The 2015-16 Wellesley North Easthope Fall Fair ambassador Sally Draper relinquished her duties and handed over her tiara and sash on Sept. 13 to this year’s ambassador, Miranda Schultz, at the opening of the fall fair, after lengthy deliberation from the judges.
Schultz was one of three young ladies participating in the ambassador program this summer, achieving her goal of representing Wellesley across the province for the next year. Schultz, along with Cassidy Wagler and Stephanie Haycock practiced their public speaking skills by presenting speeches to a large crowd before answering a spontaneous question.The judges left to discuss, which took longer than anticipated. They said the women were all deserving of the opportunity and would have served the township well.
Judges were University of Waterloo professional fundraiser Whitney Albright, former Milverton Fair and CNE ambassador Brittany Graul, and local radio host Mark Paine.
“I’m sorry that we delayed this because it was such an incredibly difficult decision and we went back and forth. There was infighting, it got violent, lawyers were contacted. So please know that none of the judges are talking to each other anymore,” Paine joked.
“In all sincerity all three of you were wonderful in this event, all three would represent the area just beautifully this year.”
Schultz spoke about the importance of community involvement in her speech, and how you don’t have to sit on a board or committee to be involved. She sees community involvement as being a good neighbour, helping babysit in a pinch or shovelling a senior’s driveway. She said to never underestimate the power of being a kind neighbour.
“What and who make a community great? The answer I believe is the people that live there and what they do in that community. You see, great communities thrive because the people that live there care about what happens to their home and what happens to the other people living in that community,” Schultz said.
She said she has seen how community involvement benefits the person getting involved and the community itself. You are able to create relationships and the more connected people in a community are, the stronger it will be.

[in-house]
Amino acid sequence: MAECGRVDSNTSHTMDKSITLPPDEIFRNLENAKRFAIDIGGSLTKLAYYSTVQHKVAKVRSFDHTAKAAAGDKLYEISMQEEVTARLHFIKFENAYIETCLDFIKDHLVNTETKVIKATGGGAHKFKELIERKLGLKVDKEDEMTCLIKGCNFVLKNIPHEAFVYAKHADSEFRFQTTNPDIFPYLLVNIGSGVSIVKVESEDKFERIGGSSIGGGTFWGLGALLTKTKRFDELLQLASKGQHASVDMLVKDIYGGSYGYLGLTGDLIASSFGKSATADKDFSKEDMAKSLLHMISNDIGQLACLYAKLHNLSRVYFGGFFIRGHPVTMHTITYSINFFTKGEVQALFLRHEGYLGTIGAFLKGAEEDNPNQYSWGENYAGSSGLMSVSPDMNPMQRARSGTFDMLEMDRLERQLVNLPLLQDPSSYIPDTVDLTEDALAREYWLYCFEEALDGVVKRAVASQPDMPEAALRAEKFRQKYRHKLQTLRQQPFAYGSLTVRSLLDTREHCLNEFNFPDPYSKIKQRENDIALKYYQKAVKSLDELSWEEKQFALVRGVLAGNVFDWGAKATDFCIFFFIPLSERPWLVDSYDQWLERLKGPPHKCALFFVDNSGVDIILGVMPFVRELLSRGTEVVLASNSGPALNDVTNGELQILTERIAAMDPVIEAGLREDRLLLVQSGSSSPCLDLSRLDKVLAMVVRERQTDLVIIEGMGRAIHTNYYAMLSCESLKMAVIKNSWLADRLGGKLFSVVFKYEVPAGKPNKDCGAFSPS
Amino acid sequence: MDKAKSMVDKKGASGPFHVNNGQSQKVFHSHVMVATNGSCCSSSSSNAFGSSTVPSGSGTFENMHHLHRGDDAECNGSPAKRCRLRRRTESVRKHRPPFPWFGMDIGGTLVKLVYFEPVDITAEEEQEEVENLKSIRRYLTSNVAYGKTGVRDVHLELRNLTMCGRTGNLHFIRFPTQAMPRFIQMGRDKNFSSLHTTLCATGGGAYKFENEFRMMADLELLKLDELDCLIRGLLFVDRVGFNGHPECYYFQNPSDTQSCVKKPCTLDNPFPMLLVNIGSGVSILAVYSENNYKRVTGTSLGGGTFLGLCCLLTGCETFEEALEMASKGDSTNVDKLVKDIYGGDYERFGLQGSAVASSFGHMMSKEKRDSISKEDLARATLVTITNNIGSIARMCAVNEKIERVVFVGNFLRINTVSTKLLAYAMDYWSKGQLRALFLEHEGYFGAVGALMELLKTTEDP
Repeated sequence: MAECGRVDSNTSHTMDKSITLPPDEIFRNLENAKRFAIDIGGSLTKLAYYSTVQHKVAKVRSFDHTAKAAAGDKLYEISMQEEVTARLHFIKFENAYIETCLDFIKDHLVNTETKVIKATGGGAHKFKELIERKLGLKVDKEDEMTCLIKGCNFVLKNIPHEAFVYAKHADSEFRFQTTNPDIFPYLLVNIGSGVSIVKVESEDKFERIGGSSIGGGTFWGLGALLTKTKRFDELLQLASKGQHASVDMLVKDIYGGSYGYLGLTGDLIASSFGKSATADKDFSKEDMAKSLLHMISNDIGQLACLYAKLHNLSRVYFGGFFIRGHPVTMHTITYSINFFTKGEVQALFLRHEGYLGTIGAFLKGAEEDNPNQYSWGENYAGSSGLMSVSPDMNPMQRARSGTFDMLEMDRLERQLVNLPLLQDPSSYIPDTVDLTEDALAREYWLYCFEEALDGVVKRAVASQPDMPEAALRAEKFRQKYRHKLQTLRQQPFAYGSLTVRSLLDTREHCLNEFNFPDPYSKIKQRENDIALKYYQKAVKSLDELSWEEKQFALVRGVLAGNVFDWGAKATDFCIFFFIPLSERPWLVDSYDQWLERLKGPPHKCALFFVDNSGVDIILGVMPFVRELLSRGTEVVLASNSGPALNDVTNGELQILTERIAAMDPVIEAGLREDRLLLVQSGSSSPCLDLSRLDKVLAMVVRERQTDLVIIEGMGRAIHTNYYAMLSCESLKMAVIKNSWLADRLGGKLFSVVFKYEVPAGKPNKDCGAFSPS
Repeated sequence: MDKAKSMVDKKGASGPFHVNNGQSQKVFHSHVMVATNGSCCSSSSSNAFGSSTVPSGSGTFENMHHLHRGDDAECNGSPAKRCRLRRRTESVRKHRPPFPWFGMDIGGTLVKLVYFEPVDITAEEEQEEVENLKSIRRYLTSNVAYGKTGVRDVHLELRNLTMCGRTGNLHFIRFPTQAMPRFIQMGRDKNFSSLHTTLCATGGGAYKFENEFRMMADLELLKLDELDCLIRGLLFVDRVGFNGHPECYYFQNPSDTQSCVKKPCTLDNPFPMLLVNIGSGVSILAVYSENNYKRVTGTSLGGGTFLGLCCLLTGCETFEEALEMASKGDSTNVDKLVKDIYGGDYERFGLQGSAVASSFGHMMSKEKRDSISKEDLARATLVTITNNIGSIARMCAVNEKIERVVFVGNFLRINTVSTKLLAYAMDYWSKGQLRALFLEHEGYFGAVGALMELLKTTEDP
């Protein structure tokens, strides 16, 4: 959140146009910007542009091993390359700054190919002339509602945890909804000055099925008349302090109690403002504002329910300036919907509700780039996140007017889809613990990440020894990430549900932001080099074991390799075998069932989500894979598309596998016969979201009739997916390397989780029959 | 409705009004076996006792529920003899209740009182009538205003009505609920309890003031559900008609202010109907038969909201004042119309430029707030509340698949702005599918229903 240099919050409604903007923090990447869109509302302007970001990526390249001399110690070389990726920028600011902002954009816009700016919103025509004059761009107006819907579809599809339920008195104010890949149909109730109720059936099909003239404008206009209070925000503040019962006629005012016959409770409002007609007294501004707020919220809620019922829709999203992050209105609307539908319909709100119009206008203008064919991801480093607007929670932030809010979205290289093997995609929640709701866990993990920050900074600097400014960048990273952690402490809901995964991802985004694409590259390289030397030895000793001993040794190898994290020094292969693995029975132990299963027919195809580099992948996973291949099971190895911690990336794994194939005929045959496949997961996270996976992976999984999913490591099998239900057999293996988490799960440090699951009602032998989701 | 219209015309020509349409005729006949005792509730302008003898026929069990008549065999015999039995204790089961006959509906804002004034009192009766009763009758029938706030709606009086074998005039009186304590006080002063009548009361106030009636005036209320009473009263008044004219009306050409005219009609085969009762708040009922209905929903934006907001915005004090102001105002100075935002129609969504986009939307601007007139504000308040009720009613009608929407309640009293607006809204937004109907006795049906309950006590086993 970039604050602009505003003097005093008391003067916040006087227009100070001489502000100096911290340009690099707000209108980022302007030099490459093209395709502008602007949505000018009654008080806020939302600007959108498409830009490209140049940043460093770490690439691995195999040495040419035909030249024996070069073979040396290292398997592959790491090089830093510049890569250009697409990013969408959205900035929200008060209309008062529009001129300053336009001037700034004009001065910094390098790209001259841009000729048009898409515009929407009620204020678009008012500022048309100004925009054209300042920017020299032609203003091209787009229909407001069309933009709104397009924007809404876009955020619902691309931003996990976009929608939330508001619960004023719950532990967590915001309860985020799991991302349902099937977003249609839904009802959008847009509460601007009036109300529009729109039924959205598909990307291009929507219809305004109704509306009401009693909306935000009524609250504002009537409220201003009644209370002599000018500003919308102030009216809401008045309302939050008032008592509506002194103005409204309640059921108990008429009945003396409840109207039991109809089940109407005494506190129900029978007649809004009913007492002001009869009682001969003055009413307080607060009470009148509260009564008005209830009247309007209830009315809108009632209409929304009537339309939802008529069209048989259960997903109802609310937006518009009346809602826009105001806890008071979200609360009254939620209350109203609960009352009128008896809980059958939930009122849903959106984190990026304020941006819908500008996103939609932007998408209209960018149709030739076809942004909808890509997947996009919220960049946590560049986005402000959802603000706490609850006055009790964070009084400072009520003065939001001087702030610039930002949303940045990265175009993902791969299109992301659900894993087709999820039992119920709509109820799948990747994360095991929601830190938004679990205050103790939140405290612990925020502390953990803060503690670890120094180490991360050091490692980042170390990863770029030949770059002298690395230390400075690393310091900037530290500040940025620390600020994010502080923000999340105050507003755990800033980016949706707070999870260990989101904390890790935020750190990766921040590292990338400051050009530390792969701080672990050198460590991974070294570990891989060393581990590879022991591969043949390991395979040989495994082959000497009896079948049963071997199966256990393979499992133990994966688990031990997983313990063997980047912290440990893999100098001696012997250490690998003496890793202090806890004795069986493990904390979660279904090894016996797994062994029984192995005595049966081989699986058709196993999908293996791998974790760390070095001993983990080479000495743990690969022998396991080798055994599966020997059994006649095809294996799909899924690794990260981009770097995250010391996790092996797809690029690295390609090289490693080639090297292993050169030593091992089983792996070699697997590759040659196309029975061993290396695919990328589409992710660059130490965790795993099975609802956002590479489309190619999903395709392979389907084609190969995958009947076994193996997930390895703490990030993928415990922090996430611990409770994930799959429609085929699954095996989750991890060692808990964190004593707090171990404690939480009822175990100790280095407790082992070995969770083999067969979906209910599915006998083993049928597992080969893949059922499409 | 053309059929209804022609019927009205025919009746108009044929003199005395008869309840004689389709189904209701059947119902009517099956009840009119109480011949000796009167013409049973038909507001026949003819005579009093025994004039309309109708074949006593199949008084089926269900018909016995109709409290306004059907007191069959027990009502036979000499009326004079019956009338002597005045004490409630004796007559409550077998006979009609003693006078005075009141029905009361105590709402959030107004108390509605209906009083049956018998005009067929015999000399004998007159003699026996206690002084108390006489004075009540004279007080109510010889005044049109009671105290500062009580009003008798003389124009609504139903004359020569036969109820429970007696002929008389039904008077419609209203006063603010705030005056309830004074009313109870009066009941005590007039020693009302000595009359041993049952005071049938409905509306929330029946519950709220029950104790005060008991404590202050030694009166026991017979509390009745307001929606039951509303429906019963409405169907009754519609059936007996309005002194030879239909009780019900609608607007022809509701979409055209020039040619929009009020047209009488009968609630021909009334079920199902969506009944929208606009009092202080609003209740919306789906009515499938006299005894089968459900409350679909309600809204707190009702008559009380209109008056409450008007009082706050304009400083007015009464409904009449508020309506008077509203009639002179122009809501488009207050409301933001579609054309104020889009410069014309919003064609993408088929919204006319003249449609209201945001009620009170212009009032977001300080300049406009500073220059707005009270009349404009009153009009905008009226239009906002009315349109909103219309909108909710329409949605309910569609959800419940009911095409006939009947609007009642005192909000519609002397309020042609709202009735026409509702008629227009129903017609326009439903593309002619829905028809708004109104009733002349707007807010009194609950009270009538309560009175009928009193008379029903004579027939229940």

“Folks say it takes a village to raise a child. This is absolutely true. But on top of that I believe it takes the villagers to raise an absolutely great community,” she concluded.
Her impromptu question was ‘in the past you have volunteered for a number of events in our community, what would you tell a young person is the best part about being involved in the community?”
She responded, “I would tell a young person that being involved in the community helps to make you a more rounded individual, a more mature individual. It also helps you to create better relationships within the community and have a better understanding of what a community is.”
Schultz has returned to Waterloo-Oxford District Secondary School for a fifth year to determine her career goals. She has a range of career interests including teaching, history, graphic design, and illustrating.
She has been heavily involved with school activities and in the community as well as a member of the Wellesley Youth Advisory Committee and by working at the Wellesley Library.
“You’re not my competitors, you’re my friends, it was wonderful to spend time with you and get to know you better. I couldn’t have wished for better friends to do this with,” Schultz said, addressing the other two participants after being selected.
Draper reflected on her year as ambassador.
“Where are you from? As this year’s fall fair ambassador I’ve had the chance to consider and explain. While fellow ambassadors are more tolerant of my lengthy explanation and keen to share their own than my classmates from Toronto, my answer remains consistent with the first time I used this introduction. Contestants, judges and friends and family in the audience, I’m still Sally Draper and I’m still from here,” she said in an ode to her speech last year.
She says the past year’s activities have helped her gain skills as a leader and an advocate for the community. She thanked the volunteers who help make the fall fair and the ABC Festival come together.
“Take as many pictures as you can and seize every opportunity and be proud to explain it’s not quite like a beauty pageant, it’s more farming and rewarding,” Draper advised her successor.
Schultz is already looking forward to her year as ambassador.
“I want to know more about what goes on in the community, like being a part of the fair board. I want to see more or less behind the scenes what happens,” Schultz said in an interview after.
She adds it was surreal when her name was announced.
“It meant a lot that I had done my best and it was good enough. It was a good experience,” Schultz said.